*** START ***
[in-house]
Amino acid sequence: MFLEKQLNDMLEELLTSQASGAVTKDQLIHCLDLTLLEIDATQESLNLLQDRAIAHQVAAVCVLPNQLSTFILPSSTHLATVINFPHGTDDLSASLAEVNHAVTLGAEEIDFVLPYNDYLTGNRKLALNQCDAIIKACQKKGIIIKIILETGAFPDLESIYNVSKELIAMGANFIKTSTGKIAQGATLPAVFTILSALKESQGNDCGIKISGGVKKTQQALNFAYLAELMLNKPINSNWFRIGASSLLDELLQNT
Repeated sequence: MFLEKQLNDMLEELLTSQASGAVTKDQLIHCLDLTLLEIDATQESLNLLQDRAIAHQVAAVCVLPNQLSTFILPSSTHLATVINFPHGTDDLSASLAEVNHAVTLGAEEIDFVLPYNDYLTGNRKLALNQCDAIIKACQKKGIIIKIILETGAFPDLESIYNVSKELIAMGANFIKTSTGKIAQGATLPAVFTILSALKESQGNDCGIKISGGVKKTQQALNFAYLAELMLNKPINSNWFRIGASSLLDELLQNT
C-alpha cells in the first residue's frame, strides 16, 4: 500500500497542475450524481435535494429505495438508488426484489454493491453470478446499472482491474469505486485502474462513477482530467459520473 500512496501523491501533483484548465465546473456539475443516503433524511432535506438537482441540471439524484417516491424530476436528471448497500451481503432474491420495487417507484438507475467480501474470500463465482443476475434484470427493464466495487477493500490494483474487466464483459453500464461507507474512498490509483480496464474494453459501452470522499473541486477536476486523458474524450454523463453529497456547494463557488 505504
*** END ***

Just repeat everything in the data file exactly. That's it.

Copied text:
[in-house]
Amino acid sequence: MFLEKQLNDMLEELLTSQASGAVTKDQLIHCLDLTLLEIDATQESLNLLQDRAIAHQVAAVCVLPNQLSTFILPSSTHLATVINFPHGTDDLSASLAEVNHAVTLGAEEIDFVLPYNDYLTGNRKLALNQCDAIIKACQKKGIIIKIILETGAFPDLESIYNVSKELIAMGANFIKTSTGKIAQGATLPAVFTILSALKESQGNDCGIKISGGVKKTQQALNFAYLAELMLNKPINSNWFRIGASSLLDELLQNT
Repeated sequence: MFLEKQLNDMLEELLTSQASGAVTKDQLIHCLDLTLLEIDATQESLNLLQDRAIAHQVAAVCVLPNQLSTFILPSSTHLATVINFPHGTDDLSASLAEVNHAVTLGAEEIDFVLPYNDYLTGNRKLALNQCDAIIKACQKKGIIIKIILETGAFPDLESIYNVSKELIAMGANFIKTSTGKIAQGATLPAVFTILSALKESQGNDCGIKISGGVKKTQQALNFAYLAELMLNKPINSNWFRIGASSLLDELLQNT
C-alpha cells in the first residue's frame, strides 16, 4: 500500500497542475450524481435535494429505495438508488426484489454493491453470478446499472482491474469505486485502474462513477482530467459520473 500512496501523491501533483484548465465546473456539475443516503433524511432535506438537482441540471439524484417516491424530476436528471448497500451481503432474491420495487417507484438507475467480501474470500463465482443476475434484470427493464466495487477493500490494483474487466464483459453500464461507507474512498490509483480496464474494453459501452470522499473541486477536476486523458474524450454523463453529497456547494463557488 505504